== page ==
The demand for lightweight plastics for the automotive industry is set to soar, spurred on by an increased demand for lightweight vehicles and the growth of electric cars. The automotive industry has developed rapidly over the past few decades, and one of the new developments and goals for the industry is to improve fuel consumption.
The amount of plastic part use in the entire industry is growing, as automotive manufacturers are increasingly aware of the benefits that this lightweight and easily malleable material offers. Plastic manufacturers work together with the entire automotive value chain in order to produce lighter vehicles. Vehicle manufacturers are actively working towards lowered fuel consumption, and one of the central ways to do so is through lighter vehicles. It has been estimated that every 10% reduction in vehicle weight results in a 5% to 7% reduction in fuel usage.
Vehicle manufacturers are therefore making considerable efforts to lighten new models as much as possible- thereby addressing not only environmental concerns but safety and affordability issues as well. By ensuring that vehicles are lighter than before, carmakers are increasing fuel efficiency and reducing greenhouse gas emissions.
For many modern vehicles, approximately half of all parts are made out of plastics. A large proportion of these parts are made from two central plastic raw materials, namely polyethene and polypropylene. A number of other plastics are also commonly used in vehicle manufacturing, including:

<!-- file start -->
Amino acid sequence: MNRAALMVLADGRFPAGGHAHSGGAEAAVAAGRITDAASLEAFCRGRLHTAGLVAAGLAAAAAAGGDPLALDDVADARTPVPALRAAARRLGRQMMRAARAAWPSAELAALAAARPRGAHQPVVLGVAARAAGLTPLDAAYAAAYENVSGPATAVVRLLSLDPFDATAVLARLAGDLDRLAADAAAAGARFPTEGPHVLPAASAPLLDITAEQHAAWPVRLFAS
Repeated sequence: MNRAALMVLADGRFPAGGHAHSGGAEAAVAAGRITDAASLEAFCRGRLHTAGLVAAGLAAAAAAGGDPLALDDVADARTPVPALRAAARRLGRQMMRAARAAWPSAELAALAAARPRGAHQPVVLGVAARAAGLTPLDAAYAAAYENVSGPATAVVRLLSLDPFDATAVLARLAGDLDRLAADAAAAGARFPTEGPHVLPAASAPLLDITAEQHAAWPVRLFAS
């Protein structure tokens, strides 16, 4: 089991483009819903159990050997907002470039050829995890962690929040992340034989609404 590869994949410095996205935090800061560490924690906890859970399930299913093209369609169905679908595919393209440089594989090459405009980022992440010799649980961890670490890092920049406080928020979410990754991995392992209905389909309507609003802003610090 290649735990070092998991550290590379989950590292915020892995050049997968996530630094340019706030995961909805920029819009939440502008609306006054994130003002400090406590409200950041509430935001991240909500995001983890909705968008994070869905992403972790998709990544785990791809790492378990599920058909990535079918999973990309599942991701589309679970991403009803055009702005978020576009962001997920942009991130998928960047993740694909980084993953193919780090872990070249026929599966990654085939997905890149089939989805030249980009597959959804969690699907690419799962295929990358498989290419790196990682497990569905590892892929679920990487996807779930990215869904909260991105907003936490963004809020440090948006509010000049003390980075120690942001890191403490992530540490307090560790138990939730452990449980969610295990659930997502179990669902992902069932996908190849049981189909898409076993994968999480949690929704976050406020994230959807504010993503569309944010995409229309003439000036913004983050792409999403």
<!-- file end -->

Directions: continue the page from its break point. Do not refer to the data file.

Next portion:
- Polyurethane (PUR)
- Poly-Vinyl-Chloride (PVC)
- Acrylonitrile Butadiene Styrene (ABS)
- Polystyrene (PS)
- Polyoxymethylene (POM)
- Polycarbonate (PC)
- Polybutylene-terephthalate (PBT)
Beyond the environmental and fuel-saving benefits mentioned above, the use of these high-performance plastics includes benefits such as:
- Minimal corrosion, enabling longer vehicle life
- Flexibility in integrating components
- Substantial design freedom
- Safety, comfort and economy.
Lightweight plastic foam is another relatively recent addition which has significant potential for the industry; this material can be used to add strength to automotive body cavities and increase occupant safety. By filling thin-walled, hollow structures in vehicles with rigid, plastic foam can improve the structural strength of the vehicle without adding significant weight.
In the year 2014, plastics made up around 200 kilograms of a vehicle’s overall mass. This amount is expected to reach up to 350 kilograms by 2020- an increase of 75%. It has been predicted that this value could triple by the year 2030. These developments offer plastic manufacturers powerful opportunities and could be the catalyst for phenomenal development in the industry.
Plastic & Chemical Trading is a valuable technical partner that supports your manufacturing needs. Contact us today to ask how we can streamline and improve your business!